Cecil Culver. Introduction by Jim Bell

Cecil Culver 1910 – 2009

Today we start a magnificent series of recollections by Cecil Culver, one of the great cornerstones of the Wokingham community. Sadly, Cecil died in 2009 aged 99, but we are fortunate in being able to receive  his memories of Wokingham in the twentieth century. Jim Bell provides us with the following introduction:

“Cecil and I became acquainted a few years ago, just after I retired, when I agreed to take his laundry, together with that of his friend Edna Goatley, to the local laundrette every second Thursday morning. This turned out to be one of the most profitable decisions I have ever made for it gave me access to a supply of valuable local historical information. When Cecil discovered that I was writing about a subject with which he was familiar he would ask me to visit him for a chat. His idea of a chat was him talking non stop while I frantically scribbled on a notepad. The hours would fly. His eloquence, phenomenal memory and appearance—the inevitable bow tie, green jacket, slacks with knife-edge crease and patent leather shoes—transported me into a Wokingham world of bygone days in which the pace was a shade slower, everyone knew one another and, “You had to mind your ps and qs”, as he would say.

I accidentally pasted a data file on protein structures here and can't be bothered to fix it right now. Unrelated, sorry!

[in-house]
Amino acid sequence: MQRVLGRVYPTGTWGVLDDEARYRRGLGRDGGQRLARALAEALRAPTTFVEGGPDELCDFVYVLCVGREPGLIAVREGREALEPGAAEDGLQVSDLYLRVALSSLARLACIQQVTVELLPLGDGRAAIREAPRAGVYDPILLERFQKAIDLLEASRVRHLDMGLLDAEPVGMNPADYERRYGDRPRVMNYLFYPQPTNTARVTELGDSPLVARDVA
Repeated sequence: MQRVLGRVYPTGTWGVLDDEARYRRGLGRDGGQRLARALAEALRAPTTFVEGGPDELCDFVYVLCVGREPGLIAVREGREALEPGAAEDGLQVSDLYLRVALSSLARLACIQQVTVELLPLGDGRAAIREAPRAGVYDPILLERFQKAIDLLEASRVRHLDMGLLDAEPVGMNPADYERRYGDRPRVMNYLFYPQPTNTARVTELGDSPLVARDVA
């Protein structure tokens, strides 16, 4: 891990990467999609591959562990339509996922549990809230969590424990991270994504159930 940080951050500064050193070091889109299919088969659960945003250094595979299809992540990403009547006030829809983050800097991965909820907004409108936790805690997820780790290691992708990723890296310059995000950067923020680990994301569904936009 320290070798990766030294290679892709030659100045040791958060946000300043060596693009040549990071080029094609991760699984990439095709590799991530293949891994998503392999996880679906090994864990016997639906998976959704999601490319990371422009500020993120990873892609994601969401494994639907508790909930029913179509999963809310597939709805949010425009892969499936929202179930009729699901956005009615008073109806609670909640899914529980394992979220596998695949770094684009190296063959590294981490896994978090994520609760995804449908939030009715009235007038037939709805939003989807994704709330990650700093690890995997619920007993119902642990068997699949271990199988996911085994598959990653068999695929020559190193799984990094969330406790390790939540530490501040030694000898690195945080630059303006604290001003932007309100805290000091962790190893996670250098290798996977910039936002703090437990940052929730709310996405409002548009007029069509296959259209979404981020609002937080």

Ken Goatley writer and historian, interviewed Cecil Culver on Wokingham in the 20th Century

The last time I saw Cecil was at about half past nine on the morning of Thursday, 12th November 2009, the day he left this mortal coil. He was his usual self—as bright as a cricket—to use one of his expressions. We discussed the weather, and as usual, exchanged a couple of jokes. As I walked to my car he called, “I have to go shopping but I’ll be back by twelve!” Soon after he died Edna told me that her husband Ken, local historian, had interviewed Cecil three times. Two had been recorded on audio tape and the third on video. After listening to them I decided that the information about Cecil and early 20th century Wokingham should be preserved and made available for posterity”.

Jim Bell

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